Babcock has traditionally operated in four segments: marine, nuclear, land and aviation, serving both the defence and civil sectors. In the wake of the review, the company has stated that it intends to focus on being an international aerospace, defence and security company, providing value-added services across the UK, France, Canada, Australia and South Africa.
In August, Babcock announced the sale of its wholly owned subsidiary Frazer-Nash Consultancy, an engineering and technology solutions provider, for £293m to US engineer KBR. Frazer-Nash, which Babcock acquired in 2007, employs about 900 people.
Earlier this month, Babcock also completed the sale of its oil and gas aviation business to mechanical engineer CHC Group for just £10m – the oil and gas aviation operation had revenue of £154m in the year to 31 March, 2021, but made a pre-tax loss of £2m.
“This disposal is part of our plan to streamline and focus the group on our key markets. Divesting at least £400m of businesses will enable us to reduce complexity and increase our focus as we return Babcock to strength. The oil and gas aviation business has found a new home and we wish them all the best for the future,” said Lockwood this month, commenting on the most recent disposal.
Babcock’s results for the 12 months to 31 March 2021 were a pretty dismal affair, although this period covers the very difficult trading conditions experienced in 2020. The operating loss rose to over £1.6bn versus around £76m for the comparable year-ago period. Revenue fell from over £4.4bn to just under £4.2bn, while contract backlog eased from £9.5bn to £8.7bn. Babcock went from an underlying operating profit of £378m in the year-ago period to an underlying operating loss of around £28m.
However, net debt fell from around £1.7bn to approximately £1.35bn and free cash flow rose from about £56m to £170m.
Improvement on the cards?
There’s plenty of further upside potential for the shares, according to analysts, although this is not without downside risk. The high 12-month share-price target from analysts covering the stock is 600p, implying a 73% upside from today’s price. At the lower end, analyst estimates say the stock could go back to 200p. Analysts now expect Babcock to start paying dividends again in 2023 – the consensus forecast for 2023 of around 8p per share would imply a dividend yield of about 2.4%.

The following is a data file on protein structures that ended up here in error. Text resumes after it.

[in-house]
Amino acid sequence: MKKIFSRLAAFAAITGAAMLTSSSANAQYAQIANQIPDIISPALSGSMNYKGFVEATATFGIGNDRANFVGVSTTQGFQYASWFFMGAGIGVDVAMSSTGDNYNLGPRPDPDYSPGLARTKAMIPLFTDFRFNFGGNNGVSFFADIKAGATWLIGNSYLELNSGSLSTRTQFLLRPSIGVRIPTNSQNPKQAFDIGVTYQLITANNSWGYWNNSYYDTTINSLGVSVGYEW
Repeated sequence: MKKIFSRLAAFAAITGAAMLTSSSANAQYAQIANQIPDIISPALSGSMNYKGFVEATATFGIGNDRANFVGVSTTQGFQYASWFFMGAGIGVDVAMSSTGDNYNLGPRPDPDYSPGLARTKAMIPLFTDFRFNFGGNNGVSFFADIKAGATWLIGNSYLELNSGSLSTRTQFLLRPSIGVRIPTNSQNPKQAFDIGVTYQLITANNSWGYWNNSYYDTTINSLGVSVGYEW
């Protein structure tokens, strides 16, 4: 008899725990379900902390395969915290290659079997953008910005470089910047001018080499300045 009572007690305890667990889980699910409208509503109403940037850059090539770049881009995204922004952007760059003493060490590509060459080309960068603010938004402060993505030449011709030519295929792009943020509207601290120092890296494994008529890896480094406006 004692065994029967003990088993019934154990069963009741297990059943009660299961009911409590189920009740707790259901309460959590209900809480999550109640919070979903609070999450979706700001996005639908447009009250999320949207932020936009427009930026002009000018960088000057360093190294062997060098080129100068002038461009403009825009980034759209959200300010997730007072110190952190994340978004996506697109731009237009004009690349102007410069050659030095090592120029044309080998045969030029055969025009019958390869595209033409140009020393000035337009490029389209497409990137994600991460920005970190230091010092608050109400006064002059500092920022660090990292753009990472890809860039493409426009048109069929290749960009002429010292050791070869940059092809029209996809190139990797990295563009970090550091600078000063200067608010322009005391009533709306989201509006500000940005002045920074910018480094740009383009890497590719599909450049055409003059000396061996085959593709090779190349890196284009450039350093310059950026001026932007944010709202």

It could well take more than a year for Babcock to get back to 600p, if it ever does: Babcock has dubbed 2022 as “a year of transition”. Given its status as the second-largest UK defence contractor, there is significant dependence on UK government spending policies. Babcock, however, remains a turnaround play that could benefit from management’s efforts to improve business performance as well as better trading conditions across key markets versus 2020.
“Looking forward, Babcock will be a simplified and more focused group with a renewed emphasis on the exceptional engineering skills of its people. We will be well placed to take advantage of the many opportunities we see in both UK and international markets, leading to improved cash generation and profitability in the medium term,” commented Lockwood earlier this summer as the company reported its full-year results.